Dear Dr. Romance:
My wife has developed a connection with someone at work. Can I ask her to give up her job? If the guy she works with is the source of her attention, would it not be better to take im out of the picture. If she doesn't see him at all wouldn't that help her concentrate on 'us'. It has been a month since we have been intimate, and this has been going on for almost two months. I am trying to be patient; is there anything I can use as encouragement to help me continue fighting for my family, for my wife. Is there signs, from her, I can use to know if things are changing?
I am going to ask her to go to a marriage counselor. If she insists we don't need one, and that everything will work out...then what??
Well, it's really time to begin talking to your wife (if it's not too late already). A marriage can't survive on occasional time together. You both need contact with each other. It sounds like what happened is that she was used to being neglected, but now she's in an environment with other people who are giving her attention, communication and perhaps even affection. That's what you have to compete with.
DO NOT get upset and demand anything right now. If you do, she will just get defensive and argue, or clam up and refuse to talk. No matter how upset you are, you need to stay calm, let her know that you care about her, and invite her to talk to you. What she probably needs to know is that you will listen to her without getting angry. Let her know you're worried, you miss her, you want to fix any problems the two of you have.
Begin there, and then if the two of you both still want the marriage to work, you'll probably need some counseling. This may be too big a problem to handle on your own. Read my article "Guidelines for Finding and Using Therapy Wisely" I understand why you want her to give up her job -- it's not a good idea to ask anything of her right now. It still sounds as if you're seeing all this as "her fault" rather than the obvious result of a problem *both* of you have created. Your best bet is to search for where *you* have gone wrong, and look for ways to fix that. If you make that effort, and find ways to make being with you as inviting as possible, you may find that she volunteers to quit or do something else to increase your time together. But, to push for her to quit when she's having a better time at work than at home, is not likely to work. Get yourself some help in seeing things more from her point of view, and a little less from your own. "Handling the Green-Eyed Monster" will help you both understand jealousy and how to talk about it. My book, Love Styles: How to Celebrate Your Differences can help you create a more functional relationship.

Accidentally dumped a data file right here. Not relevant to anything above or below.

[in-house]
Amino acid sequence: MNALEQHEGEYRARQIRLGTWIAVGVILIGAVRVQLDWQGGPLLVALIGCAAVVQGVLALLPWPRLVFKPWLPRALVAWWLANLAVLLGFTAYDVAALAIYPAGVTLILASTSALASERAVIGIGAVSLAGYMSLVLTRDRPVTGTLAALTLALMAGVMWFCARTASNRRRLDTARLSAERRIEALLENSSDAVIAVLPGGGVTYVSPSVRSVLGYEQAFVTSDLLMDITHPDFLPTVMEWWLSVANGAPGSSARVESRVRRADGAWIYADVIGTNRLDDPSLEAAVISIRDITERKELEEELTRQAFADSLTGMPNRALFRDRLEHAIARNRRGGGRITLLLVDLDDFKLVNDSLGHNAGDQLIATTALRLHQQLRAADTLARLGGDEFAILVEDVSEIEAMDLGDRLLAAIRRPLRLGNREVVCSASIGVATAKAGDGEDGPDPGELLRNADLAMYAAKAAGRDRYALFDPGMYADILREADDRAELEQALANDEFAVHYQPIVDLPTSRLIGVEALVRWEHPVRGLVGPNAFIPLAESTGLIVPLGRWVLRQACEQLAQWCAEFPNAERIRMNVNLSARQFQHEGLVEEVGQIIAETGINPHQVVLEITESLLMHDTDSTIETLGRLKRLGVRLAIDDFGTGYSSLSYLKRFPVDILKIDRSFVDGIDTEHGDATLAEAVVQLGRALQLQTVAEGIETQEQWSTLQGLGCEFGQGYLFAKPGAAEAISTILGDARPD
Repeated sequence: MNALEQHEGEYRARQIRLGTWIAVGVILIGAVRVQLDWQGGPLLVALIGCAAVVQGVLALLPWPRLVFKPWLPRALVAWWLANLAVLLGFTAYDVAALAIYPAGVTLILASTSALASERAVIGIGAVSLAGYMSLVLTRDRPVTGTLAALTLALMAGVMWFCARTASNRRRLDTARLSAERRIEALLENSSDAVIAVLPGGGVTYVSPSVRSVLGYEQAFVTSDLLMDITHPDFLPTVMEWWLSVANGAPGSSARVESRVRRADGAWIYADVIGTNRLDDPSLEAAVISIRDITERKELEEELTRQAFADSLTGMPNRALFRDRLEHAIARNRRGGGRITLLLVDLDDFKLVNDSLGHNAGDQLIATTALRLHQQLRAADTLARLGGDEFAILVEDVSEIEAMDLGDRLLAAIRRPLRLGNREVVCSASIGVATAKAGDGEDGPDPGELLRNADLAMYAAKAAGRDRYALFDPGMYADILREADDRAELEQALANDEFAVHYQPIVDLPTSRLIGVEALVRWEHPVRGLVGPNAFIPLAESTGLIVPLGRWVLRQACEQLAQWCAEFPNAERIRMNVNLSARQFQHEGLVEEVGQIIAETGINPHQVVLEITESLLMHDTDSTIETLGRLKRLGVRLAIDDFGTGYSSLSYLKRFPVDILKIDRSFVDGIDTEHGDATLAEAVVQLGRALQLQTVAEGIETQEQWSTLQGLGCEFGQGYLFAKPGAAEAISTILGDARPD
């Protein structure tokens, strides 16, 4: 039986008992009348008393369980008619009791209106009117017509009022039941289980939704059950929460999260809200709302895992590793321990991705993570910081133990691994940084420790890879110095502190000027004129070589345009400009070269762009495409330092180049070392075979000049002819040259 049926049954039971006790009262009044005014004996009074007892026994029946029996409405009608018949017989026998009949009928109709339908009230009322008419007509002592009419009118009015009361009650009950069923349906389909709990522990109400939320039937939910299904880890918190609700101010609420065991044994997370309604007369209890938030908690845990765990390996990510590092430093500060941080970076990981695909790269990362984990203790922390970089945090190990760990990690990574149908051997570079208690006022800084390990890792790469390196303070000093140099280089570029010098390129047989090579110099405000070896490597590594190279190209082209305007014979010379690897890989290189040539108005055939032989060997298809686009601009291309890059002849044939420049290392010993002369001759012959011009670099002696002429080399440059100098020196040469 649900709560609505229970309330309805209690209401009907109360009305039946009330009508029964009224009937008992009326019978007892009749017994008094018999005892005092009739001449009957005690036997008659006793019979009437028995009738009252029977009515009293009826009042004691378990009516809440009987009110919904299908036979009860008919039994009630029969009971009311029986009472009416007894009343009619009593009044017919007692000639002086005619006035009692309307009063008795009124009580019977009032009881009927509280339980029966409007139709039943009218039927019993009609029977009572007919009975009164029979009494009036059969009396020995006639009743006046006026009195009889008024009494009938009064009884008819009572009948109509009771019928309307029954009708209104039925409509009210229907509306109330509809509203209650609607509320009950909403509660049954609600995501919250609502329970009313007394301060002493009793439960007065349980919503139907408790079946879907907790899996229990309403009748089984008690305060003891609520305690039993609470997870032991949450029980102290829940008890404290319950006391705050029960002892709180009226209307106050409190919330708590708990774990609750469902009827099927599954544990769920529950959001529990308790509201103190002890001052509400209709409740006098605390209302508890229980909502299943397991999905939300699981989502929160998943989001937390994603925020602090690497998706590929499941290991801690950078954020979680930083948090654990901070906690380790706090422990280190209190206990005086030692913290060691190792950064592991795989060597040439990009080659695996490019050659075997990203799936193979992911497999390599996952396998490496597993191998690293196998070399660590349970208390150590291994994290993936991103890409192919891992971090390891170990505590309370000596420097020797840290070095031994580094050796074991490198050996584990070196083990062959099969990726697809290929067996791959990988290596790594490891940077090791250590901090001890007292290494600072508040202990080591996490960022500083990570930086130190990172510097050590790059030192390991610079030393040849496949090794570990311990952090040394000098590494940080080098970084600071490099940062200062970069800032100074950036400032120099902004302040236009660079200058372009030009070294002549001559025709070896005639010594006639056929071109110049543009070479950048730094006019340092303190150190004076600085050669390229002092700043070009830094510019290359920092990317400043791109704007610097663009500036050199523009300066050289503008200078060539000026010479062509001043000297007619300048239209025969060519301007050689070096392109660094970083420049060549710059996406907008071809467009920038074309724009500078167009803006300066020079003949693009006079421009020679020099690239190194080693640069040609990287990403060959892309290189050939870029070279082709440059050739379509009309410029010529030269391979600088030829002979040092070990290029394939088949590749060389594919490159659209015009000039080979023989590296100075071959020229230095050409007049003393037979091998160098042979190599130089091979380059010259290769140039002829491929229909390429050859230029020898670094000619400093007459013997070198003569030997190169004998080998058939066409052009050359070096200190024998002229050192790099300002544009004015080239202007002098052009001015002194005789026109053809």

For low-cost counseling, email me at email@example.com
Tina B. Tessina, Ph.D. is a licensed psychotherapist in S. California since 1978 with over 30 years experience in counseling individuals and couples and author of 13 books in 17 languages, including It Ends With You: Grow Up and Out of Dysfunction; The Unofficial Guide to Dating Again; Money, Sex and Kids: Stop Fighting About the Three Things That Can Ruin Your Marriage, The Commuter Marriage, and her newest, Love Styles: How to Celebrate Your Differences. She writes the “Dr. Romance” blog, and the “Happiness Tips from Tina” email newsletter.
Dr. Tessina, is CRO (Chief Romance Officer) for LoveForever.com, a website designed to strengthen relationships and guide couples through the various stages of their relationship with personalized tips, courses, and online couples counseling. Online, she’s known as “Dr. Romance” Dr. Tessina appears frequently on radio, and such TV shows as “Oprah”, “Larry King Live” and ABC News.